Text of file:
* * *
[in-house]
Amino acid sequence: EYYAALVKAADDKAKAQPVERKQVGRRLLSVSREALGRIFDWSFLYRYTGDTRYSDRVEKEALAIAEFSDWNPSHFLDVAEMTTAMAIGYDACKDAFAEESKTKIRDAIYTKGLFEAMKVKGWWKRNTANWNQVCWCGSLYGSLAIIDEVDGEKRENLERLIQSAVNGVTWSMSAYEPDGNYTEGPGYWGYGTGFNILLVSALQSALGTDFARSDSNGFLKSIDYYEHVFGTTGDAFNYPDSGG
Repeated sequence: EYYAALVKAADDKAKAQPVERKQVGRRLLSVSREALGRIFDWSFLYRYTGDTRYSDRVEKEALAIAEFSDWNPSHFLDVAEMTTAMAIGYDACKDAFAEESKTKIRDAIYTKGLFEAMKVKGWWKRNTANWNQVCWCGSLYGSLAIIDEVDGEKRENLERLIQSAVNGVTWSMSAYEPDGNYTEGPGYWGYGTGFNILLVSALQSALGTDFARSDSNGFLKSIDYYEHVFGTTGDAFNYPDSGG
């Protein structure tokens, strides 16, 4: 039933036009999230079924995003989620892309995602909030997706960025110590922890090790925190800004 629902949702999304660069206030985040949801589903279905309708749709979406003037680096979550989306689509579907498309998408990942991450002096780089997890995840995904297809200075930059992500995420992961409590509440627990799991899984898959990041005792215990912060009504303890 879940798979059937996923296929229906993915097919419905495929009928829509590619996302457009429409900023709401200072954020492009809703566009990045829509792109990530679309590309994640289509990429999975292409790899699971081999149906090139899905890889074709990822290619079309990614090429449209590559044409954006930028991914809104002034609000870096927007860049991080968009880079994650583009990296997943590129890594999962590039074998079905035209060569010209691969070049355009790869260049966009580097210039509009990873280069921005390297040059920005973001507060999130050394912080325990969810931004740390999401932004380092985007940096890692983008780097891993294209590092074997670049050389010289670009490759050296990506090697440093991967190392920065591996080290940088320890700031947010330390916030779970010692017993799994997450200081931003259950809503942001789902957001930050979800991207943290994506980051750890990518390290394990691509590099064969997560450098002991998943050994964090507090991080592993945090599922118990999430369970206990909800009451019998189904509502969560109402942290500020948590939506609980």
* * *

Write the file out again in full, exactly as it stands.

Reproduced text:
[in-house]
Amino acid sequence: EYYAALVKAADDKAKAQPVERKQVGRRLLSVSREALGRIFDWSFLYRYTGDTRYSDRVEKEALAIAEFSDWNPSHFLDVAEMTTAMAIGYDACKDAFAEESKTKIRDAIYTKGLFEAMKVKGWWKRNTANWNQVCWCGSLYGSLAIIDEVDGEKRENLERLIQSAVNGVTWSMSAYEPDGNYTEGPGYWGYGTGFNILLVSALQSALGTDFARSDSNGFLKSIDYYEHVFGTTGDAFNYPDSGG
Repeated sequence: EYYAALVKAADDKAKAQPVERKQVGRRLLSVSREALGRIFDWSFLYRYTGDTRYSDRVEKEALAIAEFSDWNPSHFLDVAEMTTAMAIGYDACKDAFAEESKTKIRDAIYTKGLFEAMKVKGWWKRNTANWNQVCWCGSLYGSLAIIDEVDGEKRENLERLIQSAVNGVTWSMSAYEPDGNYTEGPGYWGYGTGFNILLVSALQSALGTDFARSDSNGFLKSIDYYEHVFGTTGDAFNYPDSGG
């Protein structure tokens, strides 16, 4: 039933036009999230079924995003989620892309995602909030997706960025110590922890090790925190800004 629902949702999304660069206030985040949801589903279905309708749709979406003037680096979550989306689509579907498309998408990942991450002096780089997890995840995904297809200075930059992500995420992961409590509440627990799991899984898959990041005792215990912060009504303890 879940798979059937996923296929229906993915097919419905495929009928829509590619996302457009429409900023709401200072954020492009809703566009990045829509792109990530679309590309994640289509990429999975292409790899699971081999149906090139899905890889074709990822290619079309990614090429449209590559044409954006930028991914809104002034609000870096927007860049991080968009880079994650583009990296997943590129890594999962590039074998079905035209060569010209691969070049355009790869260049966009580097210039509009990873280069921005390297040059920005973001507060999130050394912080325990969810931004740390999401932004380092985007940096890692983008780097891993294209590092074997670049050389010289670009490759050296990506090697440093991967190392920065591996080290940088320890700031947010330390916030779970010692017993799994997450200081931003259950809503942001789902957001930050979800991207943290994506980051750890990518390290394990691509590099064969997560450098002991998943050994964090507090991080592993945090599922118990999430369970206990909800009451019998189904509502969560109402942290500020948590939506609980």